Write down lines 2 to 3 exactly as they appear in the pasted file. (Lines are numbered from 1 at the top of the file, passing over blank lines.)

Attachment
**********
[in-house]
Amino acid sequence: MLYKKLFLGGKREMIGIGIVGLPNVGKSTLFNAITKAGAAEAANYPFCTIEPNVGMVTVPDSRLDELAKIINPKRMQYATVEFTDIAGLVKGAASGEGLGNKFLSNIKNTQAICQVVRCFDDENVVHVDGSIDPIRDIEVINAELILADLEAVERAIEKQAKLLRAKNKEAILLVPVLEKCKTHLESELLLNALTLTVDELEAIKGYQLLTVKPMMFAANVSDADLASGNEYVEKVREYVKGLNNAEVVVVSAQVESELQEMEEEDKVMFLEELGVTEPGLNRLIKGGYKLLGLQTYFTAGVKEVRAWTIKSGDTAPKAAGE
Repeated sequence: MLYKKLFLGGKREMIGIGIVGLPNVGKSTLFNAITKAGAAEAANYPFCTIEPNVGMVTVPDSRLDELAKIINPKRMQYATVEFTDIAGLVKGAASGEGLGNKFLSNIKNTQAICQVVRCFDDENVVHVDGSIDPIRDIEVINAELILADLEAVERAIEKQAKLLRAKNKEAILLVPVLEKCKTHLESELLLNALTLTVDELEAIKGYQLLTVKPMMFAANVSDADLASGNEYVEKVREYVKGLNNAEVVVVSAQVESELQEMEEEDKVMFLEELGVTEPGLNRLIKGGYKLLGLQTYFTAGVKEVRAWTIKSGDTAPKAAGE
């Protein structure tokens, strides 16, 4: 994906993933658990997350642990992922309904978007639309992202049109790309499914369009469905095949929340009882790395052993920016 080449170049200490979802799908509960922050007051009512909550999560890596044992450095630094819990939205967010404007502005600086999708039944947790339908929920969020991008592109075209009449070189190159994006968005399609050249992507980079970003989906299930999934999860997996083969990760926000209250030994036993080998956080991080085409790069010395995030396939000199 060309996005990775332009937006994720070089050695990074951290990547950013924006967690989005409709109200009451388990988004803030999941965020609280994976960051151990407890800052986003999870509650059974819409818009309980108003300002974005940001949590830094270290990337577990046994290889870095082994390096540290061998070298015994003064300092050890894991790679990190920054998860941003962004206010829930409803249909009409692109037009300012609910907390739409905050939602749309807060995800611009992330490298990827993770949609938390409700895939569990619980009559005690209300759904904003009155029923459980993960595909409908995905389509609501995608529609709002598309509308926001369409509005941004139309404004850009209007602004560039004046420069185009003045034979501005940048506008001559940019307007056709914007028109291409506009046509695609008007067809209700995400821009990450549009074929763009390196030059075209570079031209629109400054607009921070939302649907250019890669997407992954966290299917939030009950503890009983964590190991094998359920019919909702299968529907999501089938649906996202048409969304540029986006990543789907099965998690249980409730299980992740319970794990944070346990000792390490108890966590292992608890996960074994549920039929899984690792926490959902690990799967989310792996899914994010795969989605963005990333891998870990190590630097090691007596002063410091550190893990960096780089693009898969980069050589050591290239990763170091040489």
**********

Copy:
Amino acid sequence: MLYKKLFLGGKREMIGIGIVGLPNVGKSTLFNAITKAGAAEAANYPFCTIEPNVGMVTVPDSRLDELAKIINPKRMQYATVEFTDIAGLVKGAASGEGLGNKFLSNIKNTQAICQVVRCFDDENVVHVDGSIDPIRDIEVINAELILADLEAVERAIEKQAKLLRAKNKEAILLVPVLEKCKTHLESELLLNALTLTVDELEAIKGYQLLTVKPMMFAANVSDADLASGNEYVEKVREYVKGLNNAEVVVVSAQVESELQEMEEEDKVMFLEELGVTEPGLNRLIKGGYKLLGLQTYFTAGVKEVRAWTIKSGDTAPKAAGE
Repeated sequence: MLYKKLFLGGKREMIGIGIVGLPNVGKSTLFNAITKAGAAEAANYPFCTIEPNVGMVTVPDSRLDELAKIINPKRMQYATVEFTDIAGLVKGAASGEGLGNKFLSNIKNTQAICQVVRCFDDENVVHVDGSIDPIRDIEVINAELILADLEAVERAIEKQAKLLRAKNKEAILLVPVLEKCKTHLESELLLNALTLTVDELEAIKGYQLLTVKPMMFAANVSDADLASGNEYVEKVREYVKGLNNAEVVVVSAQVESELQEMEEEDKVMFLEELGVTEPGLNRLIKGGYKLLGLQTYFTAGVKEVRAWTIKSGDTAPKAAGE